BRUSSELS — The European Union economy will shrink by 4.0 percent in 2009 but will climb out of recession in the third quarter, the European Commission said on Monday.
But the recovery from recession will be weighed down by rising unemployment and strained government finances.
The headline figure, which was the same for the 16 countries that use the single euro currency as across the European Union's 27 member states, remains identical to the previous forecast in May because tentative signs of recovery are described as "volatile" and "sub-par."
"The situation has improved -- mainly due to the unprecedented amounts of money pumped into the economy by central banks and public authorities -- but the weak (broader) economy will continue to take its toll on jobs and public finances," said Economic and Monetary Affairs Commissioner Joaquin Almunia in a statement.
Despite a slew of positive data since May pointing to what the commission said would be "a certain recovery in the coming quarters," the lagging effects of grim recession have already seen unemployment burst through the 15-million barrier in the euro countries -- a watershed last seen in May 1999.
And "because of downward revisions to the previous estimates for 2008 and the first quarter of 2009, the rate of the projected fall in Gross Domestic Product in 2009 as a whole remains unchanged at 4.0 percent in both the EU and the euro area," the statement added.
The commission's bi-annual interim forecast said inflation in 2009 would also remain unchanged at 0.9 percent across the 27 EU countries and 0.4 percent throughout the euro nations.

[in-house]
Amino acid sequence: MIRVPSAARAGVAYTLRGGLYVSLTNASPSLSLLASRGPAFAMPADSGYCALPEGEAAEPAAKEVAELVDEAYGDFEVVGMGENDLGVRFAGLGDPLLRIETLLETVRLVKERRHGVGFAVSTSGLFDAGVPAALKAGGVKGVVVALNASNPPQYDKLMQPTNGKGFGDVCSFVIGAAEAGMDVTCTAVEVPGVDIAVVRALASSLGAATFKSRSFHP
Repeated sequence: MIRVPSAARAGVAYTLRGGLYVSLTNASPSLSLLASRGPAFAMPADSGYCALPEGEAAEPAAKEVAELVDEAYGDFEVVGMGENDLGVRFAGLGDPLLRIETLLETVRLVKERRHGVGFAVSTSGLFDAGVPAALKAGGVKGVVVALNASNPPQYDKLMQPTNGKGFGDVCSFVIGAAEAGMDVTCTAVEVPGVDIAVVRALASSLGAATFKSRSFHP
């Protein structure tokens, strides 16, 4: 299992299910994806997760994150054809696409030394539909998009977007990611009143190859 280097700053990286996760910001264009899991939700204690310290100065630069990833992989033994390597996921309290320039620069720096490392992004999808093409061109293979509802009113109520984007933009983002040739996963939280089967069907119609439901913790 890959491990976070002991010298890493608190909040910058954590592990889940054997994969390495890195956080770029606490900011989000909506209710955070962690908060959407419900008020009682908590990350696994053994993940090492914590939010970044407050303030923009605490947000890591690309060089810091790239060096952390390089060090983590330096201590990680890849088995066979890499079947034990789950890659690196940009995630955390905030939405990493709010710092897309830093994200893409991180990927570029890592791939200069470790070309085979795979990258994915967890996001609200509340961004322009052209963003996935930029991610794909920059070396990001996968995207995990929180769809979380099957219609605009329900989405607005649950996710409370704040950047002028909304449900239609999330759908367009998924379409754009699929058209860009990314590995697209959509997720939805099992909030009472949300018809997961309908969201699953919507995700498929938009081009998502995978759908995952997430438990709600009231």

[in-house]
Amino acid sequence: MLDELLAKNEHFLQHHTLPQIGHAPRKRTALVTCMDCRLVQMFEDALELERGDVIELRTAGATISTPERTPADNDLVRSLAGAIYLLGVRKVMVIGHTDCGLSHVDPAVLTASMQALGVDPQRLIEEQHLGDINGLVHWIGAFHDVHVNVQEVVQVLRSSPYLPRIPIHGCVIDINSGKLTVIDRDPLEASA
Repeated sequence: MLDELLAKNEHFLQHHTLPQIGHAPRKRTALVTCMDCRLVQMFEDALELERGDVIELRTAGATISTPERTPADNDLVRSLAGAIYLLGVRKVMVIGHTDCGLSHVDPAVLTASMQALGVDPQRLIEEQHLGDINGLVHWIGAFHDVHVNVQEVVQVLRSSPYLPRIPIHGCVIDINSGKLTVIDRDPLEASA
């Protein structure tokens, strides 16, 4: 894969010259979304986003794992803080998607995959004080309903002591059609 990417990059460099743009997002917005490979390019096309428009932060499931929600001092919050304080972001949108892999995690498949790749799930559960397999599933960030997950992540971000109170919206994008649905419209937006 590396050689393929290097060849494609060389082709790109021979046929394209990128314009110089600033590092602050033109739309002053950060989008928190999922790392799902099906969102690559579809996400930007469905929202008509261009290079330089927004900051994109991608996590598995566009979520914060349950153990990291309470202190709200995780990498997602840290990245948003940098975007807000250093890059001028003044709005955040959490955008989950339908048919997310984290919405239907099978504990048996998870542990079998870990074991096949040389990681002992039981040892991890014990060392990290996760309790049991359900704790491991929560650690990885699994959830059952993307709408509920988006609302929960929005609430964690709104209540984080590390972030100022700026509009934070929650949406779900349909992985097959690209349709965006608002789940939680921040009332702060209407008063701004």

However, EU economists warned that with energy and food prices having reversed their slide, and commodity prices also moving upwards, "the inflation rate is set to increase towards the end of the year."
Nervous consumers across Europe, many cushioned from the worst of the recession thanks to ultra-low interest rates, fear a double-whammy of rising repayments on loans and a sharp escalation in prices when the drip-feed of state economic support is eventually scaled back.
Despite a sharp upturn in the world economic picture -- with the projected global fall in GDP halved from 1.4 percent in May's forecast to 0.7 percent -- the EU said uncertainty "remains rife."
It added: "The full impact of the crisis on labour markets and public finance is still to come, and the correction in housing markets continues to hold back construction investment in several countries.
"The recovery may therefore prove volatile and sub-par further down the line."
The projections are calculated from data drawn from Britain, France, Germany, Italy, the Netherlands, Poland and Spain, which together account for 80 percent of the EU's GDP.
Growth in the third quarter compared to the second three months of 2009 is predicted to be 0.2 percent in both the eurozone and the EU as a whole, falling back to 0.1 percent over the following three-month period.
British labour unions warned on Monday of "riots in the streets" as drastic public sector cuts required to hack away at bloated deficits linked to banking bail-outs drive unemployment still higher.
Governments may be reluctant to bring forward painful policy changes where elections loom -- as in Britain, where a vote is expected in May 2010.
The global credit crisis forced EU governments to pledge more than 3.77 trillion euros (5.38 trillion dollars) to prop up banks, although some have begun to turn a profit on these debt-buying sprees.
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